With some support from an anchor processor, a number of progressive farmers are scaling up their current herd size to establish mid-sized dairy farms with 200 to 300 cattle. Farms in this case are semi-automated for milking and feeding. This is an entrepreneurship model wherein the anchor without incurring substantial capital expenditure benefits from an assured supply of milk of traceable, consistent and good quality. The anchor provides technical support (veterinary care, feed management, training) and financial support (directly or through financial institutions) to the farms. Government also provides support to small farmers for purchase of cattle and also by way of administration of breeding programmes. This model is constrained by way of limited capital investment capability of the progressive farmers and is also challenging in terms of the anchor’s ability to have a fool proof mechanism to ensure checks and controls on the farm operations. However if replicated, this can be an excellent partnership between farmers and processors and can be a win-win model for all stakeholders in the long run.

Figure 3: Progressive Dairy Farming Model

Community Dairy Farms

Collective dairy farming is based on the concept of building “hostels” for cows. It has been successfully implemented in countries such as China. Development of such models help farmers achieve economies of scale and also result in better dairy management systems. This model envisages investment in farm infrastructure by an anchor (corporate, cooperative, government) and cow stalls are leased out on nominal charges to individual farmers, who are responsible for housing of cows and managing them under guidance of the anchor. Automation level of the farms can be a function of the farm size. The milk would be purchased under buy-back arrangement by the anchor. This model enables the smallest of the dairy farmers to avail the benefits of technology, scale and systems.

Figure 4: Community Dairy Farms

Lead Farmer Model

In this model, a lead farmer establishes common farm infrastructure required for housing, breeding, feeding and milking of animals. The model works on the lines of community dairy farming, with a difference that the ownership and management of infrastructure lies with the lead farmer and not with an investor/anchor. Milking machines, equipment, bulk coolers and milk storage facilities are owned by the lead farmer. Individual farmers are responsible for housing their cows and managing them under the guidance of the lead farmer in stalls provided to them on a rental basis. Milk produced is sold to a processor who provides technical assistance to the farmers. This model is sustainable and scalable under the farmer producer organisation structure as well.

Figure 5: Lead Farmer Model




The following key enablers would pave the way for effective implementation of various dairy farming models:

Utilization of Feed & Fodder Resources

With rapidly shrinking land and natural resources, sourcing of feed and fodder is challenging the very aim of augmenting milk production in India. Application of newer tools of technology to produce large scale feed blocks, feed enzymes and other innovative feed resources need to be enhanced. This coupled with the efficient cultivation and harvesting techniques including irrigation management can greatly improve the fodder production in the country.

The following imperatives assume significant importance to optimize the feed and fodder production and management:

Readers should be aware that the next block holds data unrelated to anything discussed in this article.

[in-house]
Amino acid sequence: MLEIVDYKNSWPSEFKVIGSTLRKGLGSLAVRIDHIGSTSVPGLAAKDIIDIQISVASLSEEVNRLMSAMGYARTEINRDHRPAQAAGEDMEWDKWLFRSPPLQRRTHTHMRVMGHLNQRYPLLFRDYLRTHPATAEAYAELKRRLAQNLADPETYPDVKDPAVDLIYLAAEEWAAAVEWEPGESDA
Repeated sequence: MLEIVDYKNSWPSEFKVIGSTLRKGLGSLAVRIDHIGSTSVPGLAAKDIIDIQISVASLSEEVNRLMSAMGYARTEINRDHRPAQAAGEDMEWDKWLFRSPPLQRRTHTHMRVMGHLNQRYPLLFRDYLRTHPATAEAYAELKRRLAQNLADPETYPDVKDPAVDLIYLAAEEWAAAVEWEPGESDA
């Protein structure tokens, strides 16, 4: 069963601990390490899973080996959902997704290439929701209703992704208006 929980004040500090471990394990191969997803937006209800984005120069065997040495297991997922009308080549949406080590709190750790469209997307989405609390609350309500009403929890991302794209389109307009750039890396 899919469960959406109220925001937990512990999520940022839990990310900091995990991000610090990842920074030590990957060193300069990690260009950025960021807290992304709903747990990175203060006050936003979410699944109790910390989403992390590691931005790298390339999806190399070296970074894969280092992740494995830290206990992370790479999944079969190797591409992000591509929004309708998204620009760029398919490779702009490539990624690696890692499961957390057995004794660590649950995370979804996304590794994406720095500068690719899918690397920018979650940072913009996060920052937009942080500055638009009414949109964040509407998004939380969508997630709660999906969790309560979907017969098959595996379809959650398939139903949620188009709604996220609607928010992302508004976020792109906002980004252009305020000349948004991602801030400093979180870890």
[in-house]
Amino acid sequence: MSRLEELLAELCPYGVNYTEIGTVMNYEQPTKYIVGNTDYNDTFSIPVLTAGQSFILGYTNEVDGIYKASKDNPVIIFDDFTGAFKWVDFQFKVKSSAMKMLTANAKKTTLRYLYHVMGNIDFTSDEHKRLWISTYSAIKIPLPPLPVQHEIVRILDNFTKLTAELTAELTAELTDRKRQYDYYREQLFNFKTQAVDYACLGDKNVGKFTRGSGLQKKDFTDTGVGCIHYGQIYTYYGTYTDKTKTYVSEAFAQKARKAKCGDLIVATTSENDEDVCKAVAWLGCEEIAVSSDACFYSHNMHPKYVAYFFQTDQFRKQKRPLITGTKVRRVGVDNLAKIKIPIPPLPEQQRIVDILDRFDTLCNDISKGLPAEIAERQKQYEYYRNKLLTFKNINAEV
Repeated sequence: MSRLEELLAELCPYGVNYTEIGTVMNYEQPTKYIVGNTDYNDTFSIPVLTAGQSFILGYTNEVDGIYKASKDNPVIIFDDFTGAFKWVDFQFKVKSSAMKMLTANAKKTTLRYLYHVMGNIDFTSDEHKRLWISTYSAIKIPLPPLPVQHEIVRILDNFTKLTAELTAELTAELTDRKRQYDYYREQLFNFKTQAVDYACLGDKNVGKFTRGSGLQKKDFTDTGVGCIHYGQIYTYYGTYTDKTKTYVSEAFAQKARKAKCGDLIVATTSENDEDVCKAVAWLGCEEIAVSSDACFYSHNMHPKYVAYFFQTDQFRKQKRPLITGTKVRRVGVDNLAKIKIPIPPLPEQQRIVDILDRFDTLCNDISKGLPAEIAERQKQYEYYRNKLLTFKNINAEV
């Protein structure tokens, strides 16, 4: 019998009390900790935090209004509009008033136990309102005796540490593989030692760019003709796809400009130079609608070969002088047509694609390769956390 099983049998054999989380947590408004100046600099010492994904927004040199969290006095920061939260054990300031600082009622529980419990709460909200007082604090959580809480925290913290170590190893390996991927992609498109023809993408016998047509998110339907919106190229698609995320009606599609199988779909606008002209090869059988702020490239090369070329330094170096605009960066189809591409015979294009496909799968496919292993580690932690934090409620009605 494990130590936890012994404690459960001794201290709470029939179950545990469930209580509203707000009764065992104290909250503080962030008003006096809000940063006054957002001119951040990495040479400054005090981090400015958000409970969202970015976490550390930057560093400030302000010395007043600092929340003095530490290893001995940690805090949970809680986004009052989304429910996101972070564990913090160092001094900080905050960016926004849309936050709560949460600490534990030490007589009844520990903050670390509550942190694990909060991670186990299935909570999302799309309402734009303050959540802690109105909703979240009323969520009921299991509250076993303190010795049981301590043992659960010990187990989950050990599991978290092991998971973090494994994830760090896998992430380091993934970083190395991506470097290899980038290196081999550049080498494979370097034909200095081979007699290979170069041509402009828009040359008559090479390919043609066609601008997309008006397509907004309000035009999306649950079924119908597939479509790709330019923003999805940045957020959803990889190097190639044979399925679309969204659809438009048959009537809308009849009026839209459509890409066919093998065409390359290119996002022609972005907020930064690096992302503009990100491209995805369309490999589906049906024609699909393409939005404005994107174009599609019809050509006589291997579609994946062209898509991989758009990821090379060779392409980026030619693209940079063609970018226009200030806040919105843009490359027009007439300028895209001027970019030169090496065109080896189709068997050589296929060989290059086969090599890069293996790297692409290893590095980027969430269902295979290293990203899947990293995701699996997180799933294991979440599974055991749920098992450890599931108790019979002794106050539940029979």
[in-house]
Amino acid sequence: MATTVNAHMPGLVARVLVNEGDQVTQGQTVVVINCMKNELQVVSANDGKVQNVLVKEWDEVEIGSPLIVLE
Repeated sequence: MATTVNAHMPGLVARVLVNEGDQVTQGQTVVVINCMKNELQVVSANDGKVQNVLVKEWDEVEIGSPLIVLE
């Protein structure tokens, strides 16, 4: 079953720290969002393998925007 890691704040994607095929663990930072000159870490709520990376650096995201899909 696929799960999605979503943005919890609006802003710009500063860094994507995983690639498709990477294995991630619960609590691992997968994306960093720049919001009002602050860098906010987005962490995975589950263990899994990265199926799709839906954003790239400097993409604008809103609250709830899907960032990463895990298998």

• Maximize the usage of crop residues and leguminous forages. Use Research and Development (R&D) interventions to enhance the nutritional quality and adaptability of crop residues and forage crops.
  • Treatment of cereal straws, use of urea-molasses mineral blocks, maize and sorghum stovers, spent tea leaves etc. through a participatory approach involving farmers.
  • Explore the possibilities of additional sources of feed supply like intercropping with cereal crops, relay cropping, food-feed systems etc to ensure year-round feeding systems and counteract seasonal scarcities.
  • Effective utilization of an integrated watershed development approach towards evolution of fodder production systems.
  • Promote quality fodder production through effective seed production, harvesting, processing, storage and marketing systems.

Facilitation of Knowledge & Technology Transfer

Advanced and computerised milking and feeding systems, cow-cooling systems as well as milk processing equipment are some of the areas where joint ventures and strategic alliances with the international technology providers can bring in the desired level of improvements. The following steps need to be taken to facilitate technology infusion and knowledge transfer to scale up milk productivity:

  • The government should promote selective import of heifers and frozen semen from countries like Israel whose genetic sources have the potential for better adaptation and performance under our climatic conditions. This paves the way to improve the existing genetic potential of the Indian cattle.
  • Knowledge transfer to understand successful international models of dairy farming that could be adopted in India.

Concrete strategies which set the directions to increase profitability, sustainability and competitiveness for Indian dairy farmers.

Figure 6: Key Components of Dairy Farming Strategy

Government Policy Support

Government is providing support to the dairy sector through various development schemes. Along with these supporting policies, the following initiatives will also help in giving an impetus to this sector:

  • Suitable incentives by the central and state governments, including subsidy to private investors on plant and machinery, single window clearance and subsidised basic infrastructural support like power and water for such projects.
  • The Government should encourage private sector participation by providing land for the project as well as setting-up the project and managing the operations.

The stress on dairy production systems necessitates the development of innovative and scalable commercial dairy farming models. Enabling government policy along with innovative approach of the private sector will play a key role in defining the success of these initiatives. However, the drivers of success for each model need to be tested on the ground. Due to the current diversity in nature of farming systems, prevailing infrastructure, farmer capacities, socio-cultural realities, climatic patterns, multiple models/structures of organizations, there will not be a single model that shall fit all requirements in all circumstances. Rather a mix of various models is going to evolve and determine the landscape of commercial dairy farming in India.